Tag: Mediterrean beaches

go to Corsica

Heat Wave! Go To Corsica

We’re having a heat wave in Uzès this week. It’s supposed to be close to 105° (41°C). The French call it “la canicule.” All I can say is “go to Corsica.” 

Always a little cooler than the mainland of France, Corsica is a popular destination for those wanting to escape the heat. Take a look and imagine yourself there…

 

Want to know more about Corsica? Read onYou have to Travel Corsica to believe how much the terrain of an island can change within a short drive. The contrast between Corsica’s coastline with soft-curvy coves and the island’s mountain region with snow-capped mountains is remarkable……

go to Corsica

tour south france

Tour South France for White Horses on the Beach

When I heard there were going to be white horses racing on the beach at Saintes-Maries-de-la-Mer, I couldn’t wait to get there. I sent a note to my photographer friend, Alan McBride, and suggested he join me with his fancy cameras. It was an event neither of us should miss!

tour south france

Abrivado Saintes-Marie-de-la-Mer

 

Not knowing what we were getting into, Alan and I determined a meeting place near the seaside town so we could drive together for photos and a story. All we knew from the online promotion was that there was an Abrivado taking place somewhere near Saintes-Maries-De-la-Mer. Since it’s a small town we felt confident that we couldn’t miss hundreds of horses and riders.

Wrong. The town looked deserted.

“Let’s head out the beach road,” Alan suggested, hoping we hadn’t missed it all. (I might add here that neither Alan nor I speak or read French. It’s very possible we’d misunderstood the promo.)

There on the road to the beach we began to see a few people on horseback and others walking.  A few cars were parked towards the far end of the beach road. Apparently we were headed the right way. We followed the traffic of people, horses and vehicles which was increasing as we walked along. Boldly I stopped several “pilgrims” to ask: “Do you speak English?”  Then to query “Where does the event start?” The only answer I got in return was a hand signal “straight ahead.”  So there we went – straight ahead down the road that paralleled the beach.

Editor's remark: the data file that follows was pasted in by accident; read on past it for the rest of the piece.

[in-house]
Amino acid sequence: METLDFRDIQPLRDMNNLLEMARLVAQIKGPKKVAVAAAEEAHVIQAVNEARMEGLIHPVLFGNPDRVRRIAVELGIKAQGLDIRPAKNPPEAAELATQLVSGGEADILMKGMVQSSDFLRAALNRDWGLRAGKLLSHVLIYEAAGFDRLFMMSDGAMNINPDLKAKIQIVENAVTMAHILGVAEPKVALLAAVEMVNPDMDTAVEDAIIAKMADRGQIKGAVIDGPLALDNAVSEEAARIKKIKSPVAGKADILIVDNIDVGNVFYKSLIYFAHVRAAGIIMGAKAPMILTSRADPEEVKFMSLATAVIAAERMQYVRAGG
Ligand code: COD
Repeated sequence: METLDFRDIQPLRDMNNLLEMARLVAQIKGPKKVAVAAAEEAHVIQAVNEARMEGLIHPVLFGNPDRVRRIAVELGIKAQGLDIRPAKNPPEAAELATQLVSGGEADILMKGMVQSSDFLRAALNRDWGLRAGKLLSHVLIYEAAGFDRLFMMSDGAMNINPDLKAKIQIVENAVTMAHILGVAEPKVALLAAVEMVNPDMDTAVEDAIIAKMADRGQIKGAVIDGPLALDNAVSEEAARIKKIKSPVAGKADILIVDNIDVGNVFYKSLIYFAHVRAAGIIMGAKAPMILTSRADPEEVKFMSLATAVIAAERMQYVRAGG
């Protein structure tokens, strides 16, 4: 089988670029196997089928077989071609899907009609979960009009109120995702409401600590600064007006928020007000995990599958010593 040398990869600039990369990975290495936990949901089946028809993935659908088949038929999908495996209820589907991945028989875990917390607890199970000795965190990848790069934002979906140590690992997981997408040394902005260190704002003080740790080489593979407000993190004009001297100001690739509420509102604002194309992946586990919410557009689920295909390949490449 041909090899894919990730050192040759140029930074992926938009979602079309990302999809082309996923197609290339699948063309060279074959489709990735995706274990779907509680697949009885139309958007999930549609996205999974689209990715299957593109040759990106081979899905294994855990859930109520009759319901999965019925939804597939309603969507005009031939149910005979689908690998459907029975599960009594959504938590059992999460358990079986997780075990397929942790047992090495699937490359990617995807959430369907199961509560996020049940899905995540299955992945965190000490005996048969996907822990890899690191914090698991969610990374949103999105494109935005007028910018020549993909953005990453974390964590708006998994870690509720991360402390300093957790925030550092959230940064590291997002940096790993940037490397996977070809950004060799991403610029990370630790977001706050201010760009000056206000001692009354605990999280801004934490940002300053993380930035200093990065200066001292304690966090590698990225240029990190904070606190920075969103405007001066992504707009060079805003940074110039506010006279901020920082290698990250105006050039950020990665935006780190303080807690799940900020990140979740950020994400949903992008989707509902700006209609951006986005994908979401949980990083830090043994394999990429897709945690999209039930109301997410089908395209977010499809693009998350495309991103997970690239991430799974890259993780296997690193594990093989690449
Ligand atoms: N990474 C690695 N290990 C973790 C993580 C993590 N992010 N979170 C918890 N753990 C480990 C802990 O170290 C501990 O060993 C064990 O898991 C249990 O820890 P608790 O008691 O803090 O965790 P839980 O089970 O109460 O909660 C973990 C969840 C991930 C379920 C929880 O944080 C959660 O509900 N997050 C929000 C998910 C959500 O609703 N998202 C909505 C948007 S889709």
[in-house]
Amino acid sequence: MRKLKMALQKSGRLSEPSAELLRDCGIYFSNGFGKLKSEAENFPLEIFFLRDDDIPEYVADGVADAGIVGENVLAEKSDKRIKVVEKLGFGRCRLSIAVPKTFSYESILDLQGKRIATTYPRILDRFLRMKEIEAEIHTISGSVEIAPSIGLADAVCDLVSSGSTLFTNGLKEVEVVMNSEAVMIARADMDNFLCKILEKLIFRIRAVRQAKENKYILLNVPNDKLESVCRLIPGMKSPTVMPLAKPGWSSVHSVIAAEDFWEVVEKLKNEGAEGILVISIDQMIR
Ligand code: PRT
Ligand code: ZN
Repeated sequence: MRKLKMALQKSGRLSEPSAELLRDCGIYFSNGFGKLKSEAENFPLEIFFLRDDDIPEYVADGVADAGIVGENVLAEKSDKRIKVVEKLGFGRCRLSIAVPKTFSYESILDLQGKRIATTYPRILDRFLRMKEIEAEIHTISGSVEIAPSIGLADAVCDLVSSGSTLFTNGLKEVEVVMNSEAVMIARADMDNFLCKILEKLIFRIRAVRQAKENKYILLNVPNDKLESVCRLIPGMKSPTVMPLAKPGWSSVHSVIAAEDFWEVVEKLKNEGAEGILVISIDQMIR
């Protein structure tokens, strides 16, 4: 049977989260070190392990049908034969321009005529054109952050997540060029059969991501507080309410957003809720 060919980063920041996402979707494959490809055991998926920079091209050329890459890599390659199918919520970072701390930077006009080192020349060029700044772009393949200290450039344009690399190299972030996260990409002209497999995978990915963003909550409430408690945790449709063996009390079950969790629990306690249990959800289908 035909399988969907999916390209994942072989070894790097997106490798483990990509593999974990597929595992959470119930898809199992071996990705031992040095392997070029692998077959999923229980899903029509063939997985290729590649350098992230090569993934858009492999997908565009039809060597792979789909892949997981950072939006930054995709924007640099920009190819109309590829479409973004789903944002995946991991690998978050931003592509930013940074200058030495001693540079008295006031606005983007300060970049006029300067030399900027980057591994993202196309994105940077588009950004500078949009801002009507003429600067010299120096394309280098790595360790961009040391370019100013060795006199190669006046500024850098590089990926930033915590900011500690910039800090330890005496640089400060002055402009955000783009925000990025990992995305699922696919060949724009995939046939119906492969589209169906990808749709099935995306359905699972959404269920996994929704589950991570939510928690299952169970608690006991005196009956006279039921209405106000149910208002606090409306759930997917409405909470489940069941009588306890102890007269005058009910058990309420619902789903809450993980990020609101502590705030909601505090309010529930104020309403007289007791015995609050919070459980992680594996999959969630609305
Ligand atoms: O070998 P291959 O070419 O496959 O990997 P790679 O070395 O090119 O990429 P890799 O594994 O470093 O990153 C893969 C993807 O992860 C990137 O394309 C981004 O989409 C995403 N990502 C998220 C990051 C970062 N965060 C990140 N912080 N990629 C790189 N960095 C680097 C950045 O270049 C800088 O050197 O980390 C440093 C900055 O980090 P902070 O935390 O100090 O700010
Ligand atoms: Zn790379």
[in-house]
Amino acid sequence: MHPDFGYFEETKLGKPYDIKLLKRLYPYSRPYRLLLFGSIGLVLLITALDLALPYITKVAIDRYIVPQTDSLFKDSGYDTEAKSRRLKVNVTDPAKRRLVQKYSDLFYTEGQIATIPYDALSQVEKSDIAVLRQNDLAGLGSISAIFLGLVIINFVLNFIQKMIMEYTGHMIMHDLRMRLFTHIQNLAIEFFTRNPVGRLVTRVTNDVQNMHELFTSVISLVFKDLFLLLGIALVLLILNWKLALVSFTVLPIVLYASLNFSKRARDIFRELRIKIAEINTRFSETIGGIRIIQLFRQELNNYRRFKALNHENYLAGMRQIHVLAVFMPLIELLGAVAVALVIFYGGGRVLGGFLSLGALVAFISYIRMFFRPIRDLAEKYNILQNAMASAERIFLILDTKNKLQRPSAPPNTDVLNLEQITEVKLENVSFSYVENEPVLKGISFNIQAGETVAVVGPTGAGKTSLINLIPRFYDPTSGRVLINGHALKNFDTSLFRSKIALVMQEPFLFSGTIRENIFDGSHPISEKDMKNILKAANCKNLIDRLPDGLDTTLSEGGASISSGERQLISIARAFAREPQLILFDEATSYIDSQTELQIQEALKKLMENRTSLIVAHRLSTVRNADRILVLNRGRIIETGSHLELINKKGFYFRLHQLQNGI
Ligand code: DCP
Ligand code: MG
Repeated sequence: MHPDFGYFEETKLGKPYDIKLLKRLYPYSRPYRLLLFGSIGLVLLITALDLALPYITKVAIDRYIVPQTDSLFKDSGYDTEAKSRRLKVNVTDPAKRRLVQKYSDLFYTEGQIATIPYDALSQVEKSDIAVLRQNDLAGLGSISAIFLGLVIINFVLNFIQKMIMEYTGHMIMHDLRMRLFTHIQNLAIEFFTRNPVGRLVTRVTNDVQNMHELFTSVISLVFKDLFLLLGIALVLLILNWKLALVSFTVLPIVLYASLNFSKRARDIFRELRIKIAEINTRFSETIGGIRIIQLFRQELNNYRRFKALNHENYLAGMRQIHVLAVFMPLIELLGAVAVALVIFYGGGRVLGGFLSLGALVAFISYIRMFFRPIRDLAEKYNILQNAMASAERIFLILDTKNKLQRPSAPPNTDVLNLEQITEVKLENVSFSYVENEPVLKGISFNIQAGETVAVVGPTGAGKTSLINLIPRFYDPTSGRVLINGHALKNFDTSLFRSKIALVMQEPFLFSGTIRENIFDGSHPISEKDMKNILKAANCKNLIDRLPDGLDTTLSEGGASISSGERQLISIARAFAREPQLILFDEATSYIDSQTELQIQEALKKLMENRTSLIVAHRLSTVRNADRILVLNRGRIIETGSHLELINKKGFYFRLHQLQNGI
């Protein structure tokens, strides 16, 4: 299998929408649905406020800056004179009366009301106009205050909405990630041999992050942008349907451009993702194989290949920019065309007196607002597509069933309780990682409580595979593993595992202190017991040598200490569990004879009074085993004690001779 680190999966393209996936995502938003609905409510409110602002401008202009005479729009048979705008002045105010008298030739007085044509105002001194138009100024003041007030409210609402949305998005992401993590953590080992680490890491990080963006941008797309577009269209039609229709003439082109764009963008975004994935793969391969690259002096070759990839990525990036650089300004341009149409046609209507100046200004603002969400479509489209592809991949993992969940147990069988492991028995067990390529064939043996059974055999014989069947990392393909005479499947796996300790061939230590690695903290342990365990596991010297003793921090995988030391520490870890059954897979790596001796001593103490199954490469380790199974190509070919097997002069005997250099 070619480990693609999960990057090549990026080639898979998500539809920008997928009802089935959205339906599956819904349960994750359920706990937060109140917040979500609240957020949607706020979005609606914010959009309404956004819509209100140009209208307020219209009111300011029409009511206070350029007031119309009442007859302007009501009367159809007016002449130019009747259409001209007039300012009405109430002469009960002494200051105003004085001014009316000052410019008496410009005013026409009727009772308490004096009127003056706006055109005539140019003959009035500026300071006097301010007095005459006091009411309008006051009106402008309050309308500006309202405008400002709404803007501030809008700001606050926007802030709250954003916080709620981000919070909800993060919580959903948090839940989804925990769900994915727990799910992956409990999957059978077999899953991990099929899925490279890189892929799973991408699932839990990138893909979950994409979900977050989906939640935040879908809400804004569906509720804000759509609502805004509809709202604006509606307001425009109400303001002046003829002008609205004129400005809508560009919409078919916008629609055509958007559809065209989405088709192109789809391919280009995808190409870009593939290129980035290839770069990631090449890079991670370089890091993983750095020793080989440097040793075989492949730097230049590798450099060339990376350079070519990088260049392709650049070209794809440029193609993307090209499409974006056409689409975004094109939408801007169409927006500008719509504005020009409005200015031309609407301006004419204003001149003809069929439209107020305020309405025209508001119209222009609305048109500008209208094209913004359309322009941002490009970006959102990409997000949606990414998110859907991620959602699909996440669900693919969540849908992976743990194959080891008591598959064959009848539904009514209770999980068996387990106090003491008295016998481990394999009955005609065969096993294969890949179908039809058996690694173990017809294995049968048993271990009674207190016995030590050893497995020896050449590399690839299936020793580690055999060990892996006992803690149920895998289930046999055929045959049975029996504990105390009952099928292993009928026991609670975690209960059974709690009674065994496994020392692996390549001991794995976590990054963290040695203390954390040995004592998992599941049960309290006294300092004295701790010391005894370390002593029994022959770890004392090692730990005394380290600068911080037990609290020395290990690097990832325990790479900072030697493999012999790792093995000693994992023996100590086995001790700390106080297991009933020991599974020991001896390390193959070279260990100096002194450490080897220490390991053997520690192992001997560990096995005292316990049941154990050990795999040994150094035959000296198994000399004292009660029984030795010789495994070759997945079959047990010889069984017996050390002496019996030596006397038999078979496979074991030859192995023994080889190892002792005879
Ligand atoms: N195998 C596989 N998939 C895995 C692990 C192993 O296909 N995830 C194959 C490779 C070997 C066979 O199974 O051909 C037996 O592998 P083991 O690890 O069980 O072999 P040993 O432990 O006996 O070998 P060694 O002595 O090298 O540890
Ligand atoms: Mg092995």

About this time I was getting concerned about taking photos to show off the event. “If the horses and riders come from in front of us, and the sun is shining on the water like it is now, how can you take pictures straight into the sun?”  Alan seemed nonplussed. “OK,” I said to myself. “He’s the pro. He must have a plan.” We kept walking along with the others.

By the time we were a good mile or so down the road, the numbers of observers increased significantly. Apparently they had gotten the information to approach the event from another vantage point. Never mind. We were on the way … hopefully not too late. Along with the others, we crossed a gully of water and climbed a slight sand bar to get closer to the sea. Once on the beach we saw there were gatherings of kindred folk who had set up viewing spots. As much as I would have liked to join them for a tumbler of wine, we kept walking. Our intent was to get to a point where Alan could take the best shots.

“Are we there yet?” I asked, repeatedly. We kept walking.

Then … straight ahead … we saw and heard a “crack” of light and fire… and hundreds of horses, riders and people were lined up.  They headed our way!

To my surprise there were bulls in between the horses and riders. What was I thinking? An “abrivado” Of course there were bulls! 

As the through of horses, bulls and humans passed, it was exhilarating. “When do they run through water?” I shouted to Alan.

That’s when he made his move.  He’d observed there was another group of horses and riders and bulls at the “starting line.”  Another running of the bulls was ready to take off. In an instant, Alan disappeared. I looked back and watched him head for the beach road.  Up and over the sand bar. Through the water, then to the side of the road.  I ran to join him just before … behind me …the sight I was waiting for… horses in the water! The riders on horses were rushing the bulls through the gully. Splash! The herd followed en masse. They headed for a pool of water at the end of the road.

Oh that I had only known the rules of the game … the course of the Abrivados But … who cares!?? Could there be anything better than this?

I’m not certain how many “runs” were made that morning along the beach at Saintes-Maries-de-la-Mer. Almost as quickly as it started, it was over. The movement of people, beasts and vehicles headed back the way we started — towards town.  Soon we were in a “traffic jam.” Rather than fight the crowd, we did what any story-teller and photographer would do. We watched and took advantage of the photo opportunity.